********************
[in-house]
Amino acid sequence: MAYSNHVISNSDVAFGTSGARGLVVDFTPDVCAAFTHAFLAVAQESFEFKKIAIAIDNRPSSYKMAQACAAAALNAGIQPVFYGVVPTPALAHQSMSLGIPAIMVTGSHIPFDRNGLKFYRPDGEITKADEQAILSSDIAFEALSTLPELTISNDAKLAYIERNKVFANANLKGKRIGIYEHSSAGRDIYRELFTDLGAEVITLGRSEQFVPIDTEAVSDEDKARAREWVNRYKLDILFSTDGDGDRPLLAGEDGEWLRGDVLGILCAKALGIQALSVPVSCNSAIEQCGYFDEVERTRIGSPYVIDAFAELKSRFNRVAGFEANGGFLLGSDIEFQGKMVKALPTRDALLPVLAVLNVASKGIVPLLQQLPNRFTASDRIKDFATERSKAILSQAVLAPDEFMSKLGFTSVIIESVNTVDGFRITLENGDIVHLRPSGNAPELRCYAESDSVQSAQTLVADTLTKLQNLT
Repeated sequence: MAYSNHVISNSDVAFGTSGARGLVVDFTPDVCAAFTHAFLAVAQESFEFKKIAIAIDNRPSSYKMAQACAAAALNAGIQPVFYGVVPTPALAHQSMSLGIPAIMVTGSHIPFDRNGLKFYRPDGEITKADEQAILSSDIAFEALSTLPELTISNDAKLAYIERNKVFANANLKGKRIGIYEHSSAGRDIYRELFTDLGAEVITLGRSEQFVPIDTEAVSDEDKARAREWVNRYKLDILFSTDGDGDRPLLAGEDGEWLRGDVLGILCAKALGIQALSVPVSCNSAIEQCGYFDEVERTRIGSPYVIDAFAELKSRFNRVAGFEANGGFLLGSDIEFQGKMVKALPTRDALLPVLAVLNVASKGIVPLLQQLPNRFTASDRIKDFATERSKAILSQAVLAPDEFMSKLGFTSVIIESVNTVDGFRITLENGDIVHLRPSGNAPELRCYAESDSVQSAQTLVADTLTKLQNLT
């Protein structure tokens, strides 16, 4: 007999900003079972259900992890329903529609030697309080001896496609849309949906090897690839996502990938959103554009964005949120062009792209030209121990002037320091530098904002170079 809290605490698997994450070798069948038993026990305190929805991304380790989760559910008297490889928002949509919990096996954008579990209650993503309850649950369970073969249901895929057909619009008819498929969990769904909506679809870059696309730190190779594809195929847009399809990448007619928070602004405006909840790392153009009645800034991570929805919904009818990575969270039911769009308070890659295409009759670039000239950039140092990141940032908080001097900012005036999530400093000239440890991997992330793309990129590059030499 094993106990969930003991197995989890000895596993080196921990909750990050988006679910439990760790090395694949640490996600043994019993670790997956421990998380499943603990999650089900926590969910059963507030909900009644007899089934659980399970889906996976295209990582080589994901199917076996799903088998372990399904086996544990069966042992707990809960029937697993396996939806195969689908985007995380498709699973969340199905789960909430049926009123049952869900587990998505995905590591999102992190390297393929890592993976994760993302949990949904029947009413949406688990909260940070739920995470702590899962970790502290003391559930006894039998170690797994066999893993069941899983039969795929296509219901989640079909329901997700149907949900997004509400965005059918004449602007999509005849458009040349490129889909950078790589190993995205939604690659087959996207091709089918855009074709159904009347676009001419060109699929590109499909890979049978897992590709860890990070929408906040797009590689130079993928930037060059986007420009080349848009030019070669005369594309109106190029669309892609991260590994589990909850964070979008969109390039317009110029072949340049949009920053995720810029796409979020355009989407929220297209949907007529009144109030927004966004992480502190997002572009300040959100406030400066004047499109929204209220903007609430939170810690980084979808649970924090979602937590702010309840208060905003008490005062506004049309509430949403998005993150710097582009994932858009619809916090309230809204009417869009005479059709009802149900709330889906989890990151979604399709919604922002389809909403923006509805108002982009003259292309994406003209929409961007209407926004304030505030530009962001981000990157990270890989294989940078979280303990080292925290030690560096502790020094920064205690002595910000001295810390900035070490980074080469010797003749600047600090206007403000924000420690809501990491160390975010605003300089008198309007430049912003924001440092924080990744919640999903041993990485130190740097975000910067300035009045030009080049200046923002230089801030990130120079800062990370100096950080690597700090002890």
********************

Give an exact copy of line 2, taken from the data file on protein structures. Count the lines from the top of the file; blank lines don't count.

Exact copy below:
Amino acid sequence: MAYSNHVISNSDVAFGTSGARGLVVDFTPDVCAAFTHAFLAVAQESFEFKKIAIAIDNRPSSYKMAQACAAAALNAGIQPVFYGVVPTPALAHQSMSLGIPAIMVTGSHIPFDRNGLKFYRPDGEITKADEQAILSSDIAFEALSTLPELTISNDAKLAYIERNKVFANANLKGKRIGIYEHSSAGRDIYRELFTDLGAEVITLGRSEQFVPIDTEAVSDEDKARAREWVNRYKLDILFSTDGDGDRPLLAGEDGEWLRGDVLGILCAKALGIQALSVPVSCNSAIEQCGYFDEVERTRIGSPYVIDAFAELKSRFNRVAGFEANGGFLLGSDIEFQGKMVKALPTRDALLPVLAVLNVASKGIVPLLQQLPNRFTASDRIKDFATERSKAILSQAVLAPDEFMSKLGFTSVIIESVNTVDGFRITLENGDIVHLRPSGNAPELRCYAESDSVQSAQTLVADTLTKLQNLT